By Sathya Ashok
Regional organisations need to handle layoffs with delicacy, sensitivity and utmost respect for employees.
“Thank you, [first name here], for coming in. I have some information regarding our organisation I'd like to tell you in person.”
So starts a detailed script on how a manager needs to inform an employee that he is going to be losing his job. The script, supposedly in use by one of the biggest internet players of our time, goes on to instruct the manager who is giving the hapless employee the bad news, on the things he can mention, and the things he should not, and how to handover the employee to the HR process manager once the initial information has been delivered. In fact, the script gives the firing authority exactly 15 minutes to convey the news, and escort the employee to the next person to take the process further.
Scripts like these are doubtless being handed out by major firms all over the world, especially in the more developed markets, as more employees are being laid off by firms following the financial recession. These prepared documents, which are discreetly circulated to managers, are disturbing not only for their almost clinical appraisal of a sensitive situation, but also for the fact that they provide almost no avenue for flexibility or on-the-ground interaction between the manager and the employee.
The good news though is that these instruction documents remain a feature of more developed markets. The bad news is that the former does not always mean good news.
Consider the Middle East, where layoffs and mass firing by companies is a relatively new phenomenon. Over the last two months, as the credit crunch increases its global stranglehold, companies in certain verticals have been forced to ask some of their employees to leave. In the UAE, this news has been steadily coming through from the construction, real estate and banking sectors.
However, while their counterparts in mature markets are apparently following scripts, the word on the street is that managers in the UAE and the Middle East are being asked to take the matter into their own hands and get rid of groups of employees as fast as possible. In fact, we hear that some rather big firms in the construction industry told fired employees that they had an hour to clear their desks and leave the building, after which their access cards and network credentials will be cancelled.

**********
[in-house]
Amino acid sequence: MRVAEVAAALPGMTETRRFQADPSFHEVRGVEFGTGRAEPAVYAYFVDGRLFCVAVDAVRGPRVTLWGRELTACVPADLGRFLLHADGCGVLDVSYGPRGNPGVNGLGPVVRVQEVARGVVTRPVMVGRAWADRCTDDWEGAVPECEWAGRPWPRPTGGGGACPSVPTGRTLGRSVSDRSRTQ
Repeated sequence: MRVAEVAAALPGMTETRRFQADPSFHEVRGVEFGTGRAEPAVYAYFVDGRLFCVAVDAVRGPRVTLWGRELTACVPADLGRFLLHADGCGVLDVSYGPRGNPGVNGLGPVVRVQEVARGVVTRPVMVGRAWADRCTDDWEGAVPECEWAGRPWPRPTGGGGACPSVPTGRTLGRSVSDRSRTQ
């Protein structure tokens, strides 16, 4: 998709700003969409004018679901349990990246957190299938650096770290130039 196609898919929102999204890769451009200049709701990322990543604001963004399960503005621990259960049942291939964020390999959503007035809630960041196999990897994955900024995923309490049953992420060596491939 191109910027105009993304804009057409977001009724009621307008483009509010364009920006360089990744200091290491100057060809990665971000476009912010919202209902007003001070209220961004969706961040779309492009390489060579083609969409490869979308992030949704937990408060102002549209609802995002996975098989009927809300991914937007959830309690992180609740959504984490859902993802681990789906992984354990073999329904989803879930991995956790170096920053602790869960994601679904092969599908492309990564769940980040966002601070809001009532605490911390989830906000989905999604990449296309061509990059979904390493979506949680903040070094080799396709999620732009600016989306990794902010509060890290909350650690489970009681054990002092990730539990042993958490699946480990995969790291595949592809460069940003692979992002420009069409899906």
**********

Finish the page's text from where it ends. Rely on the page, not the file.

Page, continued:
In all the jobs that a line manager ever has to perform, telling an employee that he is no longer required by the firm is definitely one of the toughest. This is especially true in firms where hierarchy is not always enforced, and the line blurs between seniors and juniors. Informing a co-worker that due to no fault of his, he has been made redundant, can be an emotionally harrowing time for, not only the employee, but also the manager.
All considered, it is a time that demands discretion, respect, understanding and patience from the manager’s part. It requires an amount of identification with the victim of the sudden change of circumstances – a sense of identification that both the script, and the other extreme adopted by firms in the region, deprives the situation of. This could leave the employee feeling sore and bitter at the end of the firing process.
Like cost cutting, price sensitivity and cancellation of projects, employee layoffs are a sign of the times. When boom times come around again, these same companies will be hiring, and they might often find themselves eager to hire back some of the people they had to let go. This is especially true in emerging markets like the region, where there is only a limited pool of skilled personnel. Under these circumstances, it is essential that companies let go of employees in the most amicable manner possible.
And the best way to do that might be to give the manager a set of instructions, but allow him flexibility enough to change his approach depending on the personality of the employee he is addressing. Companies should also be ready to negotiate final settlement packages with employees, and if they are being asked to leave immediately (which is sometimes felt necessary for security reasons) should be willing to compensate them likewise.
Layoffs are never easy, but if companies handle it with delicacy, they can make life easier for themselves and the employees concerned, and even manage to keep morale at a consistent level, all of which could come in handy for now and the future.